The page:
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‘Failure to monitor’ adds two years to GaTech’s probation

Paul Johnson AP

Thank goodness we still have the NCAA on the lookout for the well-being of the sport.

The latest example?  Thursday, the Atlanta Journal-Constitution reported that “Georgia Tech has been censured by the NCAA for… failure to monitor” because of “a failure to keep records of phone calls and the rogue actions of a former football assistant coach.” That rogue coach is Todd Spence, who left the Yellow Jackets in January of 2012 after serving a one-game suspension for making impermissible phone calls to recruits.

While there was a “rogue coach” involved, it appears an incompetent — and former — compliance director is at the root of the latest NCAA issue.  Well, that and a broken and busted system, but that’s another topic for another day.

The NCAA’s two-year investigation, conducted with Tech’s cooperation, found multiple Level II violations, which are defined as a significant breach of conduct, committed in 2011 and 2012. Many stemmed from coaches on the football and men’s and women’s basketball teams unknowingly making impermissible phone calls to prospects. Coaches told the NCAA that they were acting under the incorrect instruction from a former Tech compliance director that they did not need to do so. Calls were often rendered impermissible due to a failure to follow a call-logging protocol.

In July of 2011, Tech was placed on four year’s probation and forced to vacate its 2009 ACC title in connection to impermissible benefits given to former star wide receiver Demaryius Thomas — and the school’s failure to cooperate with the NCAA investigation. This latest “egregious” act will tack on two more years of probation for Yellow Jacket football, which means the program will be sitting in the corner until the summer of 2017.  The school self-imposed the additional two years of probation.

“That is not something that sits well with me or with any of us here,” GT athletic director Mike Bobinski told the Journal-Constitution regarding the “failure to monitor” reprimand. “That’s not a good-sounding or good-feeling term. It’s not one we want to wear beyond this. As I told you before, it is clearly our intention this the last time we ever go down this road.”

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7 Responses to “‘Failure to monitor’ adds two years to GaTech’s probation”
  1. tigersfandan says: Aug 23, 2014 9:36 AM

    This is why the Power Five want to break away from the NCAA. What, did Mark Emmert read George Orwell’s 1984 and decide that the NCAA has to be the Big Brother that’s always watching? They are so good at upholding the rules that they can find violations that don’t even exist! Amazing!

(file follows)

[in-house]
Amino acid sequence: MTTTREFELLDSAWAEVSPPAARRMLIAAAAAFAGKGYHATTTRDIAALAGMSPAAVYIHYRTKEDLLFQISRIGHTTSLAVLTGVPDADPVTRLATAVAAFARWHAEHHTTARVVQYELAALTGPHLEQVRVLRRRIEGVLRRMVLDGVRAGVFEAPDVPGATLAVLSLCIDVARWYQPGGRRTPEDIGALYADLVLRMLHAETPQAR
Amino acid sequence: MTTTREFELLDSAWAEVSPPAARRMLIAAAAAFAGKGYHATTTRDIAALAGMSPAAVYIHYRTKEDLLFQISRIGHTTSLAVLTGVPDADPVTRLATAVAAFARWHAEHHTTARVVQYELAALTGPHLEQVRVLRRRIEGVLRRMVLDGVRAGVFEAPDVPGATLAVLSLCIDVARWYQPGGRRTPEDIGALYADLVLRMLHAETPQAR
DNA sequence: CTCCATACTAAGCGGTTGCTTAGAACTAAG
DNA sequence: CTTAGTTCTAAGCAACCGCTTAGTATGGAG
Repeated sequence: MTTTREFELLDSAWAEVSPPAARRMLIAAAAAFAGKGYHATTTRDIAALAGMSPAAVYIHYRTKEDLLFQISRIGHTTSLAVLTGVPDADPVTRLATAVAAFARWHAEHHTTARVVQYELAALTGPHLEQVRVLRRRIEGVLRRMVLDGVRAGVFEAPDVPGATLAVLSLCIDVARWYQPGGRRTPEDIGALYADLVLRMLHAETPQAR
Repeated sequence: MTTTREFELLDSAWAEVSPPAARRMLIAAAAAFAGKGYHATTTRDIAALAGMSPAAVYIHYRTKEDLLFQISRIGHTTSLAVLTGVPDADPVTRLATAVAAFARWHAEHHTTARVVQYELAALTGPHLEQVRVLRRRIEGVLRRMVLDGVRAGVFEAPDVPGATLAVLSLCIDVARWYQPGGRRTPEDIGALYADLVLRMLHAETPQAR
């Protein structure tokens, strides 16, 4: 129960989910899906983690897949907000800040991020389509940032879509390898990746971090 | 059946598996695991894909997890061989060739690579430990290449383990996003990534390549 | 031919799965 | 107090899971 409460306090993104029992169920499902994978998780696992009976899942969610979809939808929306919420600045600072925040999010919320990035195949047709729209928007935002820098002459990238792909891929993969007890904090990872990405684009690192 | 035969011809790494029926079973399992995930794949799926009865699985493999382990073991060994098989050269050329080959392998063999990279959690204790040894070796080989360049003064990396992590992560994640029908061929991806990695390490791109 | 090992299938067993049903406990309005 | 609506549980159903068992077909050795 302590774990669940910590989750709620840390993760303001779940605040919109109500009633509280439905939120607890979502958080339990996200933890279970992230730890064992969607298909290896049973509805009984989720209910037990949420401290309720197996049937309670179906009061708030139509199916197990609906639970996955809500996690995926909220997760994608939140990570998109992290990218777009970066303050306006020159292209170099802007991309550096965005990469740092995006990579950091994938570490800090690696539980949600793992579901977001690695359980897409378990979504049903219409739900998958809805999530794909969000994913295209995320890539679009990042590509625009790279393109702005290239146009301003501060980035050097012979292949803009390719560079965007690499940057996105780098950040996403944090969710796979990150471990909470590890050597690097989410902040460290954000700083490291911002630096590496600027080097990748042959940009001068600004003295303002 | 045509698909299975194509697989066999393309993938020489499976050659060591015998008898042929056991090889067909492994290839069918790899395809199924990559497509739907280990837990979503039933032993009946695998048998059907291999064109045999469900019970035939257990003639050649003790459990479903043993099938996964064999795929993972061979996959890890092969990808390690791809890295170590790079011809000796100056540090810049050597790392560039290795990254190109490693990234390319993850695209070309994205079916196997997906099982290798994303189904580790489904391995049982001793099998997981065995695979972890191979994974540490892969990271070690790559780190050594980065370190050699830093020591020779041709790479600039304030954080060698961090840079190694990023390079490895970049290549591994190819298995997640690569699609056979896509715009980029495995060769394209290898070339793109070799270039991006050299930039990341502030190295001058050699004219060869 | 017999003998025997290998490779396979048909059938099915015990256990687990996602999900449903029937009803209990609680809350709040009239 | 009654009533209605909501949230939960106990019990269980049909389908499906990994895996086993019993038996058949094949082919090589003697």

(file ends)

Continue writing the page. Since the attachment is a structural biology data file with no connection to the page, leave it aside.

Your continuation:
2. jec332 says: Aug 23, 2014 9:41 AM

    Emmert is a power hungry fool. The P5 needs to get away from him.

  3. donovandancy says: Aug 23, 2014 10:55 AM

    “Coaches told the NCAA that they were acting under the incorrect instruction from a former Tech compliance director”

    Yeah, its so dumb the NCAA wants schools to follow rules. Coaches are supposed to know the rules and follow them, with or without a compliance director. Its actually even worse that they still failed WITH a compliance director there. No wonder they had to fire them.

  4. bonerchamp says: Aug 23, 2014 11:24 AM

    Accept that everyone, yes even you too Notre Dame, breaks the rules and move on. I’m sick of the NCAA and Mark Emmert is the most clueless A Hole in all of sports

  5. rmccleary97 says: Aug 23, 2014 11:54 AM

    “Emmert is a power hungry fool.”

    Emmert is a hapless moron who thinks the more he pontificates about the ideals of amateurism and “protecting people” the smarter he appears to everyone. Look through NCAA’s “enforcement” under his tenure, and you’ll see inconsistent, sloppy work that arguably went straight to his office. Rules are there to be enforced – unless they’re inconvenient, in which case you make it up (see: Penn State, Miami). Ask him about it, and on a good day he might admit that “we could have done things better” but he’s still proud of the job he’s done and that he should stick around for years to come.

    The P5 don’t want to get away from just him. They want to get away from everyone else – because they know the NCAA’s rules are so arcane and out of touch with reality, there’s no way to follow them to the letter and actual NCAA enforcement is non-existent at this point.

  6. jec332 says: Aug 23, 2014 11:56 AM

    Well said, rmccleary97.

  7. rponciano says: Aug 23, 2014 1:39 PM

    Another perfect case of selective enforcement! Mark Emmert, Tom Hosty and his field investigators have proven again; it’s not what you did wrong, but rather, WHO DID THE WRONG!

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